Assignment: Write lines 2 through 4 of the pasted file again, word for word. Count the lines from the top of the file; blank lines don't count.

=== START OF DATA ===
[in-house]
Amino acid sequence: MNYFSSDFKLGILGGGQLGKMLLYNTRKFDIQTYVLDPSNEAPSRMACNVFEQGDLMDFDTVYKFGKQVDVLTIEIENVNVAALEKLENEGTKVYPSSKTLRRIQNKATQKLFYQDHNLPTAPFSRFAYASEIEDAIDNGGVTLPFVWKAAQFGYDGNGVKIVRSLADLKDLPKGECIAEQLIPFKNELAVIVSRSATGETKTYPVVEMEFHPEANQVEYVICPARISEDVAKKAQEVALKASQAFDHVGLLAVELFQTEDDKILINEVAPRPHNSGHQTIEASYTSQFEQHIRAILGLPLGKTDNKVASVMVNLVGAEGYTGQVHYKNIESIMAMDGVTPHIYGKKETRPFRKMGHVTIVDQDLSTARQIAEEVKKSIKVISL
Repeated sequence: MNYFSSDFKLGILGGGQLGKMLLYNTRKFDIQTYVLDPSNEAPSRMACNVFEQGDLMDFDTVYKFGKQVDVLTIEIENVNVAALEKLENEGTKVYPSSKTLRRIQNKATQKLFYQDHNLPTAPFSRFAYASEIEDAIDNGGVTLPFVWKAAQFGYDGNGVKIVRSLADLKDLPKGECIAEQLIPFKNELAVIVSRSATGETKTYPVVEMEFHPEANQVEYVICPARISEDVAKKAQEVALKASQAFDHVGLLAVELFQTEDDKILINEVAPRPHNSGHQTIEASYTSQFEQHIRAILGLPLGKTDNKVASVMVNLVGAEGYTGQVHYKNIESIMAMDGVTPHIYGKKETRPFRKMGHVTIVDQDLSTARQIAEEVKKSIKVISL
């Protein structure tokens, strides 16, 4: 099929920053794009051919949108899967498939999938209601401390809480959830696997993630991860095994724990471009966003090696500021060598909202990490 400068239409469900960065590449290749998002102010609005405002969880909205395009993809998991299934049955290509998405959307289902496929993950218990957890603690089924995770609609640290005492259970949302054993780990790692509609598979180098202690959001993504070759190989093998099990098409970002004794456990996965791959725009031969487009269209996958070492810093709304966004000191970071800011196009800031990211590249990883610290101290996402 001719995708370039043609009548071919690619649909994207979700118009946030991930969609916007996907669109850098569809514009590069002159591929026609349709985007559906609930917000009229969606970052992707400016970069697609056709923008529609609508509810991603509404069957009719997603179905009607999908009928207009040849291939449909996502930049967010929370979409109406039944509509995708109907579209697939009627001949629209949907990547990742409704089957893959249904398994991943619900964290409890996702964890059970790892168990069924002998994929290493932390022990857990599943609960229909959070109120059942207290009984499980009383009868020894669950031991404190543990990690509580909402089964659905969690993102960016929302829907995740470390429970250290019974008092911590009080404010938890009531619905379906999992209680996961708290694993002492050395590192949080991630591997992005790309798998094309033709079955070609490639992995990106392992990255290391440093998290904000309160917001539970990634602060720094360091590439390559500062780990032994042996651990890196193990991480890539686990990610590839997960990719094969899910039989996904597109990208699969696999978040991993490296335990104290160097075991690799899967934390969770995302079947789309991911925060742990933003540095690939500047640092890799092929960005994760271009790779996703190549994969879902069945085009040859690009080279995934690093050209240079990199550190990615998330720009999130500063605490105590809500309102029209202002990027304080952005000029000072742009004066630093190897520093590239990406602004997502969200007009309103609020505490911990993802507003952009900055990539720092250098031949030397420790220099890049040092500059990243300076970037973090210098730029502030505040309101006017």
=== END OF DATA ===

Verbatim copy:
Amino acid sequence: MNYFSSDFKLGILGGGQLGKMLLYNTRKFDIQTYVLDPSNEAPSRMACNVFEQGDLMDFDTVYKFGKQVDVLTIEIENVNVAALEKLENEGTKVYPSSKTLRRIQNKATQKLFYQDHNLPTAPFSRFAYASEIEDAIDNGGVTLPFVWKAAQFGYDGNGVKIVRSLADLKDLPKGECIAEQLIPFKNELAVIVSRSATGETKTYPVVEMEFHPEANQVEYVICPARISEDVAKKAQEVALKASQAFDHVGLLAVELFQTEDDKILINEVAPRPHNSGHQTIEASYTSQFEQHIRAILGLPLGKTDNKVASVMVNLVGAEGYTGQVHYKNIESIMAMDGVTPHIYGKKETRPFRKMGHVTIVDQDLSTARQIAEEVKKSIKVISL
Repeated sequence: MNYFSSDFKLGILGGGQLGKMLLYNTRKFDIQTYVLDPSNEAPSRMACNVFEQGDLMDFDTVYKFGKQVDVLTIEIENVNVAALEKLENEGTKVYPSSKTLRRIQNKATQKLFYQDHNLPTAPFSRFAYASEIEDAIDNGGVTLPFVWKAAQFGYDGNGVKIVRSLADLKDLPKGECIAEQLIPFKNELAVIVSRSATGETKTYPVVEMEFHPEANQVEYVICPARISEDVAKKAQEVALKASQAFDHVGLLAVELFQTEDDKILINEVAPRPHNSGHQTIEASYTSQFEQHIRAILGLPLGKTDNKVASVMVNLVGAEGYTGQVHYKNIESIMAMDGVTPHIYGKKETRPFRKMGHVTIVDQDLSTARQIAEEVKKSIKVISL
């Protein structure tokens, strides 16, 4: 099929920053794009051919949108899967498939999938209601401390809480959830696997993630991860095994724990471009966003090696500021060598909202990490 400068239409469900960065590449290749998002102010609005405002969880909205395009993809998991299934049955290509998405959307289902496929993950218990957890603690089924995770609609640290005492259970949302054993780990790692509609598979180098202690959001993504070759190989093998099990098409970002004794456990996965791959725009031969487009269209996958070492810093709304966004000191970071800011196009800031990211590249990883610290101290996402 001719995708370039043609009548071919690619649909994207979700118009946030991930969609916007996907669109850098569809514009590069002159591929026609349709985007559906609930917000009229969606970052992707400016970069697609056709923008529609609508509810991603509404069957009719997603179905009607999908009928207009040849291939449909996502930049967010929370979409109406039944509509995708109907579209697939009627001949629209949907990547990742409704089957893959249904398994991943619900964290409890996702964890059970790892168990069924002998994929290493932390022990857990599943609960229909959070109120059942207290009984499980009383009868020894669950031991404190543990990690509580909402089964659905969690993102960016929302829907995740470390429970250290019974008092911590009080404010938890009531619905379906999992209680996961708290694993002492050395590192949080991630591997992005790309798998094309033709079955070609490639992995990106392992990255290391440093998290904000309160917001539970990634602060720094360091590439390559500062780990032994042996651990890196193990991480890539686990990610590839997960990719094969899910039989996904597109990208699969696999978040991993490296335990104290160097075991690799899967934390969770995302079947789309991911925060742990933003540095690939500047640092890799092929960005994760271009790779996703190549994969879902069945085009040859690009080279995934690093050209240079990199550190990615998330720009999130500063605490105590809500309102029209202002990027304080952005000029000072742009004066630093190897520093590239990406602004997502969200007009309103609020505490911990993802507003952009900055990539720092250098031949030397420790220099890049040092500059990243300076970037973090210098730029502030505040309101006017």